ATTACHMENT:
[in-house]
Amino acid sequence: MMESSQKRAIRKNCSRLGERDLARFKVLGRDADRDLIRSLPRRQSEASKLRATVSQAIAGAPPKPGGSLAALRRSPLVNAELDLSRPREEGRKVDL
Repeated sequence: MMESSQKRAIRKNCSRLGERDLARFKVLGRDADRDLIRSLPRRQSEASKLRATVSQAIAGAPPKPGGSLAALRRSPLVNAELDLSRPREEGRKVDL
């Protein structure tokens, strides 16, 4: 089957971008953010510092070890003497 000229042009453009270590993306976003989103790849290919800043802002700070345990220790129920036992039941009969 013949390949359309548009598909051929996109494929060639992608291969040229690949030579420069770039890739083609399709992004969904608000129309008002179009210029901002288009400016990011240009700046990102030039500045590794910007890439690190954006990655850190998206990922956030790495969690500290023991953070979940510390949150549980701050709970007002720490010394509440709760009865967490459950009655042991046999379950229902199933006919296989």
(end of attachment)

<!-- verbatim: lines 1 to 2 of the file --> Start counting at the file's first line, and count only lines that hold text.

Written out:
[in-house]
Amino acid sequence: MMESSQKRAIRKNCSRLGERDLARFKVLGRDADRDLIRSLPRRQSEASKLRATVSQAIAGAPPKPGGSLAALRRSPLVNAELDLSRPREEGRKVDL